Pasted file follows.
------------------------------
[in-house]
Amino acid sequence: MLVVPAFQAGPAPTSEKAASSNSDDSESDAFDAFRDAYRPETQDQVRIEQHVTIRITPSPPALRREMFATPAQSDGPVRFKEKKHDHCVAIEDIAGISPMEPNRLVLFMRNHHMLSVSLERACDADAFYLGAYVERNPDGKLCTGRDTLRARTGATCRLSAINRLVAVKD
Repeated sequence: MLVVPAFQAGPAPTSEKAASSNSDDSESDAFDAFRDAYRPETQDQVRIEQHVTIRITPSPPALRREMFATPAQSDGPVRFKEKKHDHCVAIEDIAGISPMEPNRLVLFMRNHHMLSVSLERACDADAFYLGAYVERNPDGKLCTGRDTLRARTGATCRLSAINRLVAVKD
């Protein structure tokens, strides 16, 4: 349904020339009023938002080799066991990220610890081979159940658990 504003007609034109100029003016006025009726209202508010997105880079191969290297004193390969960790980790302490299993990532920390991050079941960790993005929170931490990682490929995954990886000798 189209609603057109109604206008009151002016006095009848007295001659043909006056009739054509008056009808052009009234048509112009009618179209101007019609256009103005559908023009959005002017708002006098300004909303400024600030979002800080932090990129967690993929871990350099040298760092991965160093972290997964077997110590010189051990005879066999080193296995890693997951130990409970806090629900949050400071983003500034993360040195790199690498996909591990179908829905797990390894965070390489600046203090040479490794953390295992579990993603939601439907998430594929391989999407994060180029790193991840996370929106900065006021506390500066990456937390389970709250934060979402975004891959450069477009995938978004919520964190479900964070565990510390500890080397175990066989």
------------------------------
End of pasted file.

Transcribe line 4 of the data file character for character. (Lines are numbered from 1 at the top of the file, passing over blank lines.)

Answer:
């Protein structure tokens, strides 16, 4: 349904020339009023938002080799066991990220610890081979159940658990 504003007609034109100029003016006025009726209202508010997105880079191969290297004193390969960790980790302490299993990532920390991050079941960790993005929170931490990682490929995954990886000798 189209609603057109109604206008009151002016006095009848007295001659043909006056009739054509008056009808052009009234048509112009009618179209101007019609256009103005559908023009959005002017708002006098300004909303400024600030979002800080932090990129967690993929871990350099040298760092991965160093972290997964077997110590010189051990005879066999080193296995890693997951130990409970806090629900949050400071983003500034993360040195790199690498996909591990179908829905797990390894965070390489600046203090040479490794953390295992579990993603939601439907998430594929391989999407994060180029790193991840996370929106900065006021506390500066990456937390389970709250934060979402975004891959450069477009995938978004919520964190479900964070565990510390500890080397175990066989």